Federal Reserve Chair Jerome Powell made clear on Wednesday that the Fed will begin raising interest rates this month in a high-stakes effort to restrain surging inflation.
In prepared testimony he will deliver to a congressional committee, Powell cautions that the financial consequences of Russia's invasion of Ukraine are highly uncertain.
He says the Fed will need to be nimble in responding to unexpected changes resulting from the war or the sanctions that the United States and Europe have imposed in response.
The Fed is widely expected to raise its benchmark short-term interest rate several times this year beginning with its March 15-16 meeting.
In his testimony, Powell provided little additional guidance about how quickly the Fed would do so.
A rate hike next month would be the first since 2018. And it would mark the beginning of a delicate challenge for the Fed: It wants to increase rates enough to bring down inflation, which is at a four-decade high, but not so fast as to choke off growth and hiring.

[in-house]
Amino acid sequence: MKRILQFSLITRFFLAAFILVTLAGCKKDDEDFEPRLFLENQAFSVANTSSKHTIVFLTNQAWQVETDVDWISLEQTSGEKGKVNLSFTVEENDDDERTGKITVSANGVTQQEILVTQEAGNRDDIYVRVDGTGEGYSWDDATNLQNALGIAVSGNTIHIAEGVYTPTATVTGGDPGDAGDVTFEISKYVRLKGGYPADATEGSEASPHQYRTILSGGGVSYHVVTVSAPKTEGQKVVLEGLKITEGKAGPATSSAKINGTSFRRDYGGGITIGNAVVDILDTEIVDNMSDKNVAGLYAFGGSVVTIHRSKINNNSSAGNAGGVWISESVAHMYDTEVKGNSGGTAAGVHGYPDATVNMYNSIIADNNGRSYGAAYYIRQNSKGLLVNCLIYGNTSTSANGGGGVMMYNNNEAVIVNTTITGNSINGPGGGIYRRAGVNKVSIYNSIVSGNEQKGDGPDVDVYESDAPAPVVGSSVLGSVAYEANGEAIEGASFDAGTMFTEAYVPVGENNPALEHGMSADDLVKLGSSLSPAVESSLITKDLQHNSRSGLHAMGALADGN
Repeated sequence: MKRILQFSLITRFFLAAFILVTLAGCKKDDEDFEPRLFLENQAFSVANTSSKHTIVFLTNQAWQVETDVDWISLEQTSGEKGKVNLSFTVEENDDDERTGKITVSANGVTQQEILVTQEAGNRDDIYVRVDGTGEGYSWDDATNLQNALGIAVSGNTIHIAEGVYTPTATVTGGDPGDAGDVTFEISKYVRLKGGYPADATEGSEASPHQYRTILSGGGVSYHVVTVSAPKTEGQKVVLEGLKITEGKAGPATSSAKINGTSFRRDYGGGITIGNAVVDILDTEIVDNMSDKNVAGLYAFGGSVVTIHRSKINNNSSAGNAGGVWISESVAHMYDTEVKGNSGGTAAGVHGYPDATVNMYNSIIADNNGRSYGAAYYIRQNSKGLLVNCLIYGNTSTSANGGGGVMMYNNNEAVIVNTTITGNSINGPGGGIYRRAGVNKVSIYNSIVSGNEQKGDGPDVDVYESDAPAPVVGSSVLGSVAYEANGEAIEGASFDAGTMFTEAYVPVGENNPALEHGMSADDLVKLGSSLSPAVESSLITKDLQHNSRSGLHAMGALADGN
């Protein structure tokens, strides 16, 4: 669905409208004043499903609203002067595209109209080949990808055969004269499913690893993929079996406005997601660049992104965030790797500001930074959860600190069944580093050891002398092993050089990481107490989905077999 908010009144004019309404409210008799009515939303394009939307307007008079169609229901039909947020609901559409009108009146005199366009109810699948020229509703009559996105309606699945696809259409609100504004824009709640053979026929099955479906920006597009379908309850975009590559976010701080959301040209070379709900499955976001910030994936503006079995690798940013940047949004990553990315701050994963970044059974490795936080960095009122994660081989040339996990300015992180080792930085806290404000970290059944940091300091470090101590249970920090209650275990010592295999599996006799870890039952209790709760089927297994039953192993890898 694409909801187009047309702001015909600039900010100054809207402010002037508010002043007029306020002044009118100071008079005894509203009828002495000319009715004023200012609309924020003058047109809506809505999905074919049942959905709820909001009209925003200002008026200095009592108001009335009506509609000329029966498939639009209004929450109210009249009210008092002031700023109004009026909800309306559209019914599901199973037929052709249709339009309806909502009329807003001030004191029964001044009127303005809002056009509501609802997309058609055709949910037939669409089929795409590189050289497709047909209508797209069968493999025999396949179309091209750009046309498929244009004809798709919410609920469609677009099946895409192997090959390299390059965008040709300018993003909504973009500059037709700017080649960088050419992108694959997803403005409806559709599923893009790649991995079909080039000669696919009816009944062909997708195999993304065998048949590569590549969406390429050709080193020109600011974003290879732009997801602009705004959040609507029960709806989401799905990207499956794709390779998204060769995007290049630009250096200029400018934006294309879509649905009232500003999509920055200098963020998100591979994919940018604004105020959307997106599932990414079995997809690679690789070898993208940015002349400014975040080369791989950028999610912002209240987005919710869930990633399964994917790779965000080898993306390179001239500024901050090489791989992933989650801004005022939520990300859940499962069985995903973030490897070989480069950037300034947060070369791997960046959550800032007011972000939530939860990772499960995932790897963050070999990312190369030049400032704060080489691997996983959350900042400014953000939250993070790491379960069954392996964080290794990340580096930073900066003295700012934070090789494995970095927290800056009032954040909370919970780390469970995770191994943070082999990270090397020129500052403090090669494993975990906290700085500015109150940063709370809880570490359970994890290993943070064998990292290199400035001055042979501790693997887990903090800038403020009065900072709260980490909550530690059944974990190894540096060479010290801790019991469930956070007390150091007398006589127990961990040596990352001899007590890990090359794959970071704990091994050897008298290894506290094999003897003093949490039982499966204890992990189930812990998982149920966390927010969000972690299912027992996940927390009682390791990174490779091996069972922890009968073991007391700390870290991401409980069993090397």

Powell is betting that with the unemployment rate low, at 4 per cent, and consumer spending healthy, the economy can withstand modestly higher borrowing costs.
When the Fed raises its short-term rate, borrowing costs also typically rise for a range of consumer and business loans, including for homes, autos and credit cards.
Powell acknowledged that consumer price increases have jumped far above the Fed's target of 2 per cent
inflation hit 7.5 per cent in January compared with a year earlier
and that higher prices had persisted longer than expected.
We understand that high inflation imposes significant hardship, especially on those least able to meet the higher costs of essentials like food, housing, and transportation, the Fed chair says in his testimony.
Still, he adds that the central bank expects inflation to gradually decline this year as tangled supply chains unravel and consumers pull back a bit on spending.
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